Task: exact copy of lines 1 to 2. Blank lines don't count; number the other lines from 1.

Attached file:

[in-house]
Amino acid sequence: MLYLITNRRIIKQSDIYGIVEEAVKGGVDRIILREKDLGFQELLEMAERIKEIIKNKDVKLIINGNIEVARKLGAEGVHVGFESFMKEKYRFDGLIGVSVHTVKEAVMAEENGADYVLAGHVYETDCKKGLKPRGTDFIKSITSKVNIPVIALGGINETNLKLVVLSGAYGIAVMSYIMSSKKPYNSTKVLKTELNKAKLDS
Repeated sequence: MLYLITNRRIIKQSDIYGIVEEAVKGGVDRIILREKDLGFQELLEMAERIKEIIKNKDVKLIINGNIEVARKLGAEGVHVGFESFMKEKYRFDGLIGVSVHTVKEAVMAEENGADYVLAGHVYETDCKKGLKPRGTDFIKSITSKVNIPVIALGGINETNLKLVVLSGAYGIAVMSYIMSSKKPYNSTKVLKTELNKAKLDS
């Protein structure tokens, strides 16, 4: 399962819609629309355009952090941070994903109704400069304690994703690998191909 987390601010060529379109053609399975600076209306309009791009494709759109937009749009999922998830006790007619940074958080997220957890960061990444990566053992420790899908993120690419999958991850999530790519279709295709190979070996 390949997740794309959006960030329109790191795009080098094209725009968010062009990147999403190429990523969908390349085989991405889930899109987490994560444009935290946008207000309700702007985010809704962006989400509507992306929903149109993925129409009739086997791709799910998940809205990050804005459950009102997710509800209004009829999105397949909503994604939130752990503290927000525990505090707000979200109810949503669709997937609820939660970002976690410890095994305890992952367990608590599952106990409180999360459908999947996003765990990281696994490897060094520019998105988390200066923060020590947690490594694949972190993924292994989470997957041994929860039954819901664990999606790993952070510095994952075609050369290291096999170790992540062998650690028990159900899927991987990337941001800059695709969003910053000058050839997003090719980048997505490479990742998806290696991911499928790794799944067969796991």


[in-house]
Amino acid sequence: MLYLITNRRIIKQSDIYGIVEEAVKGGVDRIILREKDLGFQELLEMAERIKEIIKNKDVKLIINGNIEVARKLGAEGVHVGFESFMKEKYRFDGLIGVSVHTVKEAVMAEENGADYVLAGHVYETDCKKGLKPRGTDFIKSITSKVNIPVIALGGINETNLKLVVLSGAYGIAVMSYIMSSKKPYNSTKVLKTELNKAKLDS